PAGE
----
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Coaches Makes the Difference for Farmers

Coaches Makes the Difference for Farmers

Farmers are like All Blacks – they do best when they have a coach to guide them and encourage them to suss out what they need to do to reach their goals, according to farm business coach Brendon Walsh.

“Coaching involves farmers finding out what they need to know so they can make their own decisions on how best to achieve those things they really desire,” says Walsh.

“The difference coaching and traditional advising is that one system relies on the knowledge and expertise of the adviser; the other relies on the willingness of the farmer to learn, grow and achieve success, encouraged and guided by a trained coach.”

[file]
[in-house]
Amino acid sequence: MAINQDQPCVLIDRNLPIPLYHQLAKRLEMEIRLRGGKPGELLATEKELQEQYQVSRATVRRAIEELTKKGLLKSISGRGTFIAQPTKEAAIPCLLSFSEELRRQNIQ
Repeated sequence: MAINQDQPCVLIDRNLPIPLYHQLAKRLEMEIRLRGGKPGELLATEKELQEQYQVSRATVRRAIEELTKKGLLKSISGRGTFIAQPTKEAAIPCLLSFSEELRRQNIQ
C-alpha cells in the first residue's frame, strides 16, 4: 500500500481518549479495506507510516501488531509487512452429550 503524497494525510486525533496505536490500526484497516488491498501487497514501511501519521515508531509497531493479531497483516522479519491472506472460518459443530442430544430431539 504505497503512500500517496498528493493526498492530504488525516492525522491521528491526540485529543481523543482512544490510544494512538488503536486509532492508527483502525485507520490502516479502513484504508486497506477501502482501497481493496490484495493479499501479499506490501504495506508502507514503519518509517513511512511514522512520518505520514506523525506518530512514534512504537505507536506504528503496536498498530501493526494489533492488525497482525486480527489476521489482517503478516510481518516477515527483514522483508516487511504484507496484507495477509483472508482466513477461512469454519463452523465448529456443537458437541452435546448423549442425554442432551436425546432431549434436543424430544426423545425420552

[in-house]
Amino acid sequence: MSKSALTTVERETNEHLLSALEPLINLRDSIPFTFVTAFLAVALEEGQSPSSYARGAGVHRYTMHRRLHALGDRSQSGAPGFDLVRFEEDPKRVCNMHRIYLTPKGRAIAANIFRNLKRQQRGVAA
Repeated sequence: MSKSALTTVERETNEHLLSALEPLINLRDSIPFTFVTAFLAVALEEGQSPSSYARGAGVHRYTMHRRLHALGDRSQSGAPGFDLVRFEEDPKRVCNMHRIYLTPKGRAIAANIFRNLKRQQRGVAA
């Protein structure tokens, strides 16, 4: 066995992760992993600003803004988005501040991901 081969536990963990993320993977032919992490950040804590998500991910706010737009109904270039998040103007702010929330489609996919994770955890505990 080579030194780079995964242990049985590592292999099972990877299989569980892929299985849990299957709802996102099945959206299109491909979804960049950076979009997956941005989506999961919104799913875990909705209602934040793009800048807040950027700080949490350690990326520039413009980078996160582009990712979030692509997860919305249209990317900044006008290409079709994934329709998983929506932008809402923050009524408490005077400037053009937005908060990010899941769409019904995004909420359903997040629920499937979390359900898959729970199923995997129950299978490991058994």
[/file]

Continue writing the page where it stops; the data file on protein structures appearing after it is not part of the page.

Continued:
Walsh believes the three essentials for success in any field are: Having a clear dream or vision for the future. Having a huge desire to achieve that vision. Taking considered action.
“The role of the coach is to help and encourage you to maintain your focus and commitment, guide you in finding a way around obstacles that invariably crop up,” he says.

“Coaching is primarily about helping people develop their own expertise – coaches have to be good at what they do, but they are facilitators and not necessarily experts in day to day farming. Coaches help their clients to move forward by walking alongside them. They don’t push from behind or pull from in front.”

Of course, technical advice may be needed at times, and finding and assessing it is part of the process of making good business decisions. If farmers are guided to do this they achieve more solid, long-term success.

“People make spectacular progress when they realise that they are responsible for their own success. Families grow closer, partners become less frustrated about the availability of family time, and people are energised,” says Walsh.

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